Applying a heat pack or cold pack to the body after an injury or when we are in pain is a widespread practice.
In this post, we are going to look into Heat Pack.
What is a Heat Pack?
A Heat Pack is a heat source, most often made from a fabric bag containing grains (like wheat or barley) that get placed in the microwave for 1 or 2 minutes (or till it is warm enough).
What are the benefits of a Heat Pack?
- Stimulate the blood flow around the painful or restricted area.
- Improve mobility
- Pain Relief
How does a Heat Pack work?
When applying an H.P., the blood vessels beneath the tissue dilate, consequentially increasing blood flow.
As a result, more healing elements such as oxygen, vitamins, minerals and so on can reach the area needing attention.
On the other hand, heat is a short-term solution for releasing tensions.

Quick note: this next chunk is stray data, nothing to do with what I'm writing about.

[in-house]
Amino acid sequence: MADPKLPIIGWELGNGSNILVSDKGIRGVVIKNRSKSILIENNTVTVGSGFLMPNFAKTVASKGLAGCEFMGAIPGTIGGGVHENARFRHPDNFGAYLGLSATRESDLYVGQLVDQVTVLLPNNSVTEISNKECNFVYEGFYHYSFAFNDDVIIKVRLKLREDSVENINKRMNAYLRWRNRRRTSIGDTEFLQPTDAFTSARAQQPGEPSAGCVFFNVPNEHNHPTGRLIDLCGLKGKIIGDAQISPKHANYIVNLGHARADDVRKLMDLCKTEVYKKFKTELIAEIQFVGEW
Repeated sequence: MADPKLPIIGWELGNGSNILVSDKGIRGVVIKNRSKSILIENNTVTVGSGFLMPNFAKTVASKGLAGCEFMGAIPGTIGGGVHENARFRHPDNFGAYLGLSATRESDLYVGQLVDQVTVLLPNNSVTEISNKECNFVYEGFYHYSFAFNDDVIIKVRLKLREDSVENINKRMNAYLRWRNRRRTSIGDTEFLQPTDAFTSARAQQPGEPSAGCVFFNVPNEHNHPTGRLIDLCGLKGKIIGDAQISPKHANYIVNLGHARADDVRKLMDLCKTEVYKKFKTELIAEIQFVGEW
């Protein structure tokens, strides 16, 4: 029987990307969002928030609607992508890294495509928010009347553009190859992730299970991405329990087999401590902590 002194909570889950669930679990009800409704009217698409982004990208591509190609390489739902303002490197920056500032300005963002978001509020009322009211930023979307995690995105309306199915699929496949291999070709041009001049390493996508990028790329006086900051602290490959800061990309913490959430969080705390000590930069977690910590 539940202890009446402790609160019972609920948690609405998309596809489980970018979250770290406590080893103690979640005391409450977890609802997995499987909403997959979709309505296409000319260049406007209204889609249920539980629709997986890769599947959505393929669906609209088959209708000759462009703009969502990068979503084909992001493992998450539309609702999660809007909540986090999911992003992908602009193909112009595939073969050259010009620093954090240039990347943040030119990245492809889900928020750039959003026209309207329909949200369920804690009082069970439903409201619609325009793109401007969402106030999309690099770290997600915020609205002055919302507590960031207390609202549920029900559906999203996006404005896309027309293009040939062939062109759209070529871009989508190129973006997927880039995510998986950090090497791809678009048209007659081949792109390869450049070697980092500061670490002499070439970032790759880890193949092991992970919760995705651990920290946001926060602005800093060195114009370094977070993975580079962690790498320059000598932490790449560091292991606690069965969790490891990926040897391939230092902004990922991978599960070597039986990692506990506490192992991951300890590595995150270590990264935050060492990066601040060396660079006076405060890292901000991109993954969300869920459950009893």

I still recommend that my clients use the heat pack momentarily and occasionally, even after the treatment, when they present with a poor Range Of Motion.
For how long should I use it?
15 to 20 minutes at a time is enough.
Why not for longer?
Firstly you can burn your skin. That’s even why as a massage therapist, I recommend anyone to place a towel over the skin before applying a heat pack.
Secondly, with a heat source, as the vessels stay dilated for a long period of time, more inflammatory cells can reach the sore area.
This would make the situation worst than better.
What type of HP are there?
- Fabric one staffed with grains.
- Heat patch
- Hot Bottle
- Wet bag
The wheat bag is most often found in clinic settings.
Are bags containing a gel, and it sits all the time in hot water.
For home use, a fabric one does the job.
You can heat it in the microwave or the oven.
In any case, handle it with care, as it can get really hot.
When to use and heat pack?
- You have low-level pain, like 1 to out of 10
- You have joint stiffness and pour mobility
- You have muscle tightness that limits your mobility